Inflation, cross-border payments, assets tokenization and nonfungible tokens (NFTs) were among the major drivers for crypto adoption across Latin America in 2022, sources in the region told Cointelegraph, with exciting examples of progress across many countries.
Latin America made up 9.1% of the global crypto value received in 2022, reaching $562 billion between July 2021 and June 2022 — representing a growth of 40% in the period. Four Latin American countries ranked among the top crypto adopters in the latest Chainalysis Global Adoption Index.
Major developments have contributed to these results over the past 12 months. Authorities have been working on central bank digital currencies (CBDCs), implementing standards for business operations and clarifying regulations. Meanwhile, many companies in Latin America have been exploring ways to utilize blockchain technology and digital assets to solve the various challenges that countries in the region face.
“The region is ripe with opportunities for cryptocurrency adoption,” noted a spokesperson for cryptocurrency exchange Bitso, which operates in Brazil and Argentina, among other countries in Central America, adding that:
“For both Argentina and Colombia, the impacts of inflation have driven many to use cryptocurrency. […] For Colombia, remittances are another significant driver of adoption, even surpassing coal as a driver of dollar revenue in 2022 according to a Banco de Bogotá report.”
Institutional adoption and regulatory developments have paved the way for Mercado Bitcoin to issue Brazil’s first stablecoin, the MBRL, which is backed one-to-one by the Brazilian fiat currency through a partnership with Stellar. The country’s central bank is scheduling for 2023 the test of its digital currency, and for 2024, its full release to over 200 million people. Also, a recently approved bill will regulate virtual assets providers after years of discussions in Congress.
“Brazil has been a major player in the crypto economy story in Latin America for several reasons: institutional adoption, regulatory advances, and general public buy-in. In that sense, public sector involvement is inevitable — this represents an extremely positive move, which enhances the crypto-active industry while providing greater security for investors,” noted Fabrício Tota, director at Mercado Bitcoin.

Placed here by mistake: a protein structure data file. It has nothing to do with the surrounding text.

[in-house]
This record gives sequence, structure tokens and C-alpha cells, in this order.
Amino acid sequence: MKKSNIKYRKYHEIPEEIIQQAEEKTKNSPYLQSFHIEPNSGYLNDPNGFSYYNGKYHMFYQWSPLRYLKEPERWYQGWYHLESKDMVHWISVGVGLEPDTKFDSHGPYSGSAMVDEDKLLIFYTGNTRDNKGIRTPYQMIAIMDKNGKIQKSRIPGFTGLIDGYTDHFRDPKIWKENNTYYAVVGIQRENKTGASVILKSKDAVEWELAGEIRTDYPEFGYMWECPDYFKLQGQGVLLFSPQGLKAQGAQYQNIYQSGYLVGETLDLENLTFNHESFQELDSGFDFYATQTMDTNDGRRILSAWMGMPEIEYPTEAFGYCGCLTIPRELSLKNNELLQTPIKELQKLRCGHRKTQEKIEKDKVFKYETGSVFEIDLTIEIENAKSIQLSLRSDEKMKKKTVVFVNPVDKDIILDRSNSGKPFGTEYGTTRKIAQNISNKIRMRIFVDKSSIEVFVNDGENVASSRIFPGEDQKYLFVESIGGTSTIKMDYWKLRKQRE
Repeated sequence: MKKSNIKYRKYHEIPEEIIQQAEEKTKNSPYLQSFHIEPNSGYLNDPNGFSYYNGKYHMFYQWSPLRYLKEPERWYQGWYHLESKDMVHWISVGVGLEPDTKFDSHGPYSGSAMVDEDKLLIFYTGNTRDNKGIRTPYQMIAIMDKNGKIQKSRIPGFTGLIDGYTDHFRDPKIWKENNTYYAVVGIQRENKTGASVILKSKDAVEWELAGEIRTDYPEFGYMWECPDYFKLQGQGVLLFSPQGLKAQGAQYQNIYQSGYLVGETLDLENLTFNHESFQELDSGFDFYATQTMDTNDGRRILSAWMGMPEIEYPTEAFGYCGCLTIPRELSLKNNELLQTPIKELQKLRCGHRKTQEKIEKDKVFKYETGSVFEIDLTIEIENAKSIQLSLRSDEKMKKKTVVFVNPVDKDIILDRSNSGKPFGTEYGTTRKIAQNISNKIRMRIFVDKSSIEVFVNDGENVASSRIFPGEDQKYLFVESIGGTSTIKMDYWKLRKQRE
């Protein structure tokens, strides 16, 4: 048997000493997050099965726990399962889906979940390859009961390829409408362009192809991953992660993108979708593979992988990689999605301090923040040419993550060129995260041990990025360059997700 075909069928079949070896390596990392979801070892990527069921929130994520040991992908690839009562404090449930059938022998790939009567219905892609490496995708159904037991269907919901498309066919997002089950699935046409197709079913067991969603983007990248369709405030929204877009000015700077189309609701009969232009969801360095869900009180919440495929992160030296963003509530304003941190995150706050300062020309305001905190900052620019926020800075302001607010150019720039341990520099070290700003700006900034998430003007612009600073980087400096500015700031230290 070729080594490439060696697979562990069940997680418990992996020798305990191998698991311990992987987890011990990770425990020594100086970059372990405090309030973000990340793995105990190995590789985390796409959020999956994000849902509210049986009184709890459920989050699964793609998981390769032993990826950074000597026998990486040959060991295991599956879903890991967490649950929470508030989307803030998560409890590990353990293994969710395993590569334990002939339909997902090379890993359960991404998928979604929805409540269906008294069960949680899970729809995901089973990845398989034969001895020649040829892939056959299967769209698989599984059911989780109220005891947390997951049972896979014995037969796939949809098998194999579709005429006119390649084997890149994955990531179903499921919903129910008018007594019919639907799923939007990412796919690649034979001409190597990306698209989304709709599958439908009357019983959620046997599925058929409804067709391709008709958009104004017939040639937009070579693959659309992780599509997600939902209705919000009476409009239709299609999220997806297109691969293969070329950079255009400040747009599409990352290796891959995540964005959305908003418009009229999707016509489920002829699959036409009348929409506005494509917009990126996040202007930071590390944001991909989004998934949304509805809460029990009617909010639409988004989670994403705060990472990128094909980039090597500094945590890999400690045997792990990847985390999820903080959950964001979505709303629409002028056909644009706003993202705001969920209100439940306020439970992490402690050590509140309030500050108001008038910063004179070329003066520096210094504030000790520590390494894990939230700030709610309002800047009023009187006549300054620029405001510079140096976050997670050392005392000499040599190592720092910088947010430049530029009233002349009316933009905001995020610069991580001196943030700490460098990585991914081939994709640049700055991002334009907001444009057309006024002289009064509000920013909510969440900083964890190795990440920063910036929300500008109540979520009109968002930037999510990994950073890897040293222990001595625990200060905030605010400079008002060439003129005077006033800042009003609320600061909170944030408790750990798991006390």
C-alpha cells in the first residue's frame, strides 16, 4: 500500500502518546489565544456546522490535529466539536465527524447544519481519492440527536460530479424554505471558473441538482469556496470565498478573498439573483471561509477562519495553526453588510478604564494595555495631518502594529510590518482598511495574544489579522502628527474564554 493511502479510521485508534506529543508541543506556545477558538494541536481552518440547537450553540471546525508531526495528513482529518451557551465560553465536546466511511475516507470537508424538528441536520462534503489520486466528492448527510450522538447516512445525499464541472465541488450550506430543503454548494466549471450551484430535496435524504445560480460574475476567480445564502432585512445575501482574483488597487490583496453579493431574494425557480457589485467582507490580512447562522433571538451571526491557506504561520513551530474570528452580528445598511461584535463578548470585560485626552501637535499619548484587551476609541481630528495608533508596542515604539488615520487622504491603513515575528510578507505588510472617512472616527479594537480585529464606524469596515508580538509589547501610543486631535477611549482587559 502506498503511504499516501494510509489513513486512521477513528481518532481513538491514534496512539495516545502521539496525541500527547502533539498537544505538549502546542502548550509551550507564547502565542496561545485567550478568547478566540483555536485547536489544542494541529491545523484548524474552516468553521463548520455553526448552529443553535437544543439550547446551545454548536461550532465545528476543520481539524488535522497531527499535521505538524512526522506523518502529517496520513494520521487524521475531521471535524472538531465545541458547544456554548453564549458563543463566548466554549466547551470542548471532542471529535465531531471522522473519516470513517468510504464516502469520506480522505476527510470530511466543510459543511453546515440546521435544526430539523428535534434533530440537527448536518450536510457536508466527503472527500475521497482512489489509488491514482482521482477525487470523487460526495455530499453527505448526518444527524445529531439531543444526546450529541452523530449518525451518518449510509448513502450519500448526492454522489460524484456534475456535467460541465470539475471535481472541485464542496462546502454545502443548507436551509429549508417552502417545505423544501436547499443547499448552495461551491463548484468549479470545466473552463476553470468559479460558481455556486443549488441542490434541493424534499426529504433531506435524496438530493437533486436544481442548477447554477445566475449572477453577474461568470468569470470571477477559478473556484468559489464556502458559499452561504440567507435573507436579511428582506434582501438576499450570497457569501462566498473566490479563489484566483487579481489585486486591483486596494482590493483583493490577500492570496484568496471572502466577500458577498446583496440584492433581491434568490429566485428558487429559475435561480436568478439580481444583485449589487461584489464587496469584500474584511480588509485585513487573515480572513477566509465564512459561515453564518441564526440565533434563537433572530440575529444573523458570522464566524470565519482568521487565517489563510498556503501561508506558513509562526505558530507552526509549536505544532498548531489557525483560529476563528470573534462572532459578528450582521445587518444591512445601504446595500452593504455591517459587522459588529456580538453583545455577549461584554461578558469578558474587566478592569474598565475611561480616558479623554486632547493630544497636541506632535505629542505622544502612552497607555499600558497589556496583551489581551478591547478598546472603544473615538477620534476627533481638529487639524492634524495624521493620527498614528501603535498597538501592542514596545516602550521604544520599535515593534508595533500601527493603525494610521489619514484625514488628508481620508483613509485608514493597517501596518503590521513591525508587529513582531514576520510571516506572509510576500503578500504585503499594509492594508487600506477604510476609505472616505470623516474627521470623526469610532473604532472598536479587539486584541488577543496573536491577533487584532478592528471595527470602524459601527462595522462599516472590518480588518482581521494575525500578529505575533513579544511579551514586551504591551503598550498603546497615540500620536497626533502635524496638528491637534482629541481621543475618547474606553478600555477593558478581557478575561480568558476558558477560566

Colombia also plans to introduce its digital currency, aiming to increase transparency and prevent tax evasion, which is estimated to account for nearly 8% of the country’s gross domestic product. In Chile, the central bank has delayed plans for the issuance of the digital Chilean peso for a deeper analysis of benefits and risks.
To fight inflation in Argentina, cities such as Buenos Aires and Mendoza started accepting cryptocurrencies for tax payments. At the same time, Santa Fe Province plans to implement crypto-mining activities to raise funds for rail infrastructure upgrades. These may be timely initiatives given that Argentina’s inflation rate is forecast to be 73.5% at the end of 2022, according to FocusEconomics panelists.
“Argentina is becoming a hub for bringing tech development and resources to Latin America from the rest of the world,” said Ryan Dennis, senior manager at Stellar Development Foundation. “This naturally flows into blockchain development with a large number of startups in the country and thus a growing number of developers and founders working together in blockchain and crypto.”
Latam’s crypto space has also benefited from the tokenization of investment products, allowing many to access products that were previously only available to large investors. “Tokenization of digital assets has been growing over the past years,” including assets such as corporate bonds and real estate debts, noted Dennis.
Another reason contributing to the rise of tokenization of financial assets is the high-interest rates in the region. Most Latin American countries have double-digit interest rates, which prompts investors to seek assets with predictable returns and less volatility. This is an ideal scenario for financial companies working on tokenization and decentralized finance (DeFi) solutions.
Music and art tokenization are also trending in Latin America. “One revolution that has happened in LatAm is giving artists a window into the world of Web3,” Dennis explained. “There are a lot of artists that have been able to get out of their local communities and country to become internationally renowned. That’s huge.”
Crypto industry challenges in the region are similar to those seen worldwide: A lack of education about blockchain technology, insufficient regulation, and a deficit of trust. “The firms and projects that will lead the crypto in Latin America next year will be the companies thoughtfully addressing the need for increased transparency and trust,” noted Bitso’s spokesperson.